Such high molecular specificity and potency has long made venom a promising source of drug candidates. More than 30 years ago, the US Food and Drug Administration approved the first venom-derived drug—a therapy for hypertension, called Capoten, copied from a pit viper venom peptide. A handful of venom-derived drugs have since been approved for cardiovascular disease, and in 2004, a venom-derived painkiller hit the market. Now, thanks to an increasing knowledge of the human nervous and immune systems, the pipeline from fang to pharmacy is expanding even further, with more pain medications and drugs that target autoimmune diseases such as multiple sclerosis and rheumatoid arthritis.
“We’re really at beginning of something exciting,” said Glenn King, a molecular biologist and spider venom researcher at the University of Queensland in Brisbane, Australia—“and it will get bigger over the next decade.”
Perhaps the most compelling venom-derived drug currently in development comes from the sun anemone (Stichodactyla helianthus), which lives on reefs in the Caribbean and uses its soft green tentacles to stun shrimp with a cocktail of toxins. In the 1990s, a group of physiologists led by George Chandy at the University of California, Irvine, showed that one of these toxins, a peptide called ShK, is a potent inhibitor of a T lymphocyte potassium channel called Kv1.3, the up-regulation of which is implicated in autoimmune diseases.
To turn ShK into a useful therapeutic, however, the researchers had to make one important change. “ShK is great because it is very potent on kv1.3 channels, but the problem is that it blocks another potassium channel called kv1.1, found on neurons,” said Christine Beeton, a molecular biologist at Baylor College of Medicine who was part of the team that developed ShK-186. “You don’t want to inject [it] into humans knowing that it could block neurons, and not knowing what [that] could do.”
After studying ShK’s structure and functional properties, Beeton, Chandy, and colleagues tested almost 400 different synthetic derivatives of the compound. They settled on a version featuring an additional amino acid liked to the compound’s N-terminus, which ensures it does not block ion channels on cells other than T lymphocytes. The resulting synthetic peptide—called ShK-186 because it was the 186th version the researchers created—binds Kv1.3 channels with 100-fold greater potency than Kv1.1 channels, all but eliminating the potential for unforeseen side effects.
In December last year, Seattle-based biotechnology company Kineta completed Phase 1a human trials, testing for the safety of ShK-186 in healthy volunteers. Although the results are yet to be published, Beeton said the team was “very happy with the results,” and added that Phase 1b trials are due to begin this April. There is a long way to go before it hits the clinic, but ShK-186 currently holds great promise as a treatment for a range of autoimmune diseases, from MS to lupus and rheumatoid arthritis, said King. “ShK is one of the most exciting examples [of venom-derived drugs] at the moment. The implications are profound if it gets through.”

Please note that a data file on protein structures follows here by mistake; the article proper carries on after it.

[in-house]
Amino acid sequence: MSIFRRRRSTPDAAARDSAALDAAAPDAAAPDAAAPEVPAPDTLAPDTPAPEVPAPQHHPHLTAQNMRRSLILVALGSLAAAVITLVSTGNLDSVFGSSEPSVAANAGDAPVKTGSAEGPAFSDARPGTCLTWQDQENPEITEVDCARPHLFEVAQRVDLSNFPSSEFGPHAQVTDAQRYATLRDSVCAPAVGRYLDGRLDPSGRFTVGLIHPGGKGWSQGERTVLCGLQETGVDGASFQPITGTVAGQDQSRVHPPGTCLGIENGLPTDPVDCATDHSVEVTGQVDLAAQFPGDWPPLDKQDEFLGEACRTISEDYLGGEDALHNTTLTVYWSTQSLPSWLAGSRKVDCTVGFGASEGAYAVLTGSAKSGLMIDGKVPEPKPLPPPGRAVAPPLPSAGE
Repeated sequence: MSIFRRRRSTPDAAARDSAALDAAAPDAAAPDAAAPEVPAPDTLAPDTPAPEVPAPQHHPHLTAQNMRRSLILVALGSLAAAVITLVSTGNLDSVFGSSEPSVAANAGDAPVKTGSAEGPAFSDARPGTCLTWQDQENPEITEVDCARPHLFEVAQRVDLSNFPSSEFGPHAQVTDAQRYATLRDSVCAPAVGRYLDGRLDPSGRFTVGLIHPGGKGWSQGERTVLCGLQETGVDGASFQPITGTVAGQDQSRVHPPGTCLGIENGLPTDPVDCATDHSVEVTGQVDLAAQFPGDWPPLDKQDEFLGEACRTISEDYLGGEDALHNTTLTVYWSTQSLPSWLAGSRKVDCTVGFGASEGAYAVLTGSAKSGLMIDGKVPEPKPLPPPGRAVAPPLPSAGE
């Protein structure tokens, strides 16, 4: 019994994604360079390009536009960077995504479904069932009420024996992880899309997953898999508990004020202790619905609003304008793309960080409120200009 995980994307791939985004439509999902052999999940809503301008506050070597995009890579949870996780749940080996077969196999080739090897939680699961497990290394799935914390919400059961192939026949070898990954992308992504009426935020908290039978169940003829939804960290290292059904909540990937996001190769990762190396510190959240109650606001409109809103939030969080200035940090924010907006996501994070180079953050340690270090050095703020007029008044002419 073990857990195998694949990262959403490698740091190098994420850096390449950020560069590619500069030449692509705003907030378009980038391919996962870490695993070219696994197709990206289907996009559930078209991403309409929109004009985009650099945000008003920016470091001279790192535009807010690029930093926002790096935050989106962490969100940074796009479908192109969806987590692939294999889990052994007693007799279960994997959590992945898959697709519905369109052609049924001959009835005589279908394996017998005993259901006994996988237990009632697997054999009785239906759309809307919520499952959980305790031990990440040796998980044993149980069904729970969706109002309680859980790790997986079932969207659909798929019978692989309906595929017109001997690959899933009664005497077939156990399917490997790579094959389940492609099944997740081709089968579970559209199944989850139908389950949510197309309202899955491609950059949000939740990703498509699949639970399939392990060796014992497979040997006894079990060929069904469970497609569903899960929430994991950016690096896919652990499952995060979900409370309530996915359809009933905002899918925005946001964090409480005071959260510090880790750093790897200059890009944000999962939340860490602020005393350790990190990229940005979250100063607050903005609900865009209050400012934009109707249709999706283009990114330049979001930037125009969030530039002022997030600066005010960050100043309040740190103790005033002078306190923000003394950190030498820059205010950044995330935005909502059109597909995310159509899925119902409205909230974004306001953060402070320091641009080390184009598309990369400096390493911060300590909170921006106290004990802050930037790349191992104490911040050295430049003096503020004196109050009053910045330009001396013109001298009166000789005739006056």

Fighting pain with venom
The first—and as yet, the only—approved venom-derived drug that acts on the nervous system is the painkiller Prialt, a chemically identical version of a peptide isolated from the cone snail (Conus magus). Approved in 2004, Prialt works is injected into the fluid around the spine, where it blocks a calcium ion channel in neurons and inhibits the cells’ ability to transmit pain signals to the brain.
But there are several promising leads for new venom-derived painkillers. Earlier this year, for example, researchers at the National Center of Scientific Research (CRNS) in Paris announced the discovery of two peptides isolated from black mamba venom that can block neuronal acid-sensing ion channels (ASICs), which play a key role in the pain pathway. In mice, these peptides—dubbed mambalgins—showed potent analgesic effects, as powerful as morphine, with no obvious toxicity. The peptides also induced less tolerance than morphine. The researchers are now developing mambalgins into a human pain therapeutic with the venom-focused pharmaceutical company Theralpha.
Meanwhile, other researchers are continuing to derive potential therapeutics from cone snails. Conus catus, for example, a close relative of Prialt’s source C. magus, yields a toxin that the Australia-based company Relevare Pharmaceuticals has developed into an intravenous treatment called Leconotide. The drug blocks the same channel as Prialt and is currently in Phase 1 trials. And in January this year, Kineta announced that it has obtained the rights from the University of Utah’s Baldomero Olivera, who isolated the molecule that became Prialt, to advance a portfolio of drug candidates based on another snail venom-derived compound, Conotoxin Rg1a, for the treatment of chronic pain.
Moreover, these promising drug candidates are likely just the tip of the iceberg, researchers agree. It is estimated that less than 0.1 percent of the venom proteome of cone snails—thought to harbor around 100,000 peptides—has so far been tapped, and fewer than 0.01 percent of roughly 10 million active molecules found in spider venoms. But, Kini explained, “with the advent of technologies that enable proteomics and transcriptomics, it is becoming much easier to isolate and study toxins from venom found in miniscule quantities,” such as those yielded by spiders, scorpions, and cone snails—and even the nanoliters produced ticks and mosquitoes.
“There are thousands of venoms that we haven’t even looked at yet,” said Beeton, “so we have millions of molecules that are all potential drugs still to be explored.”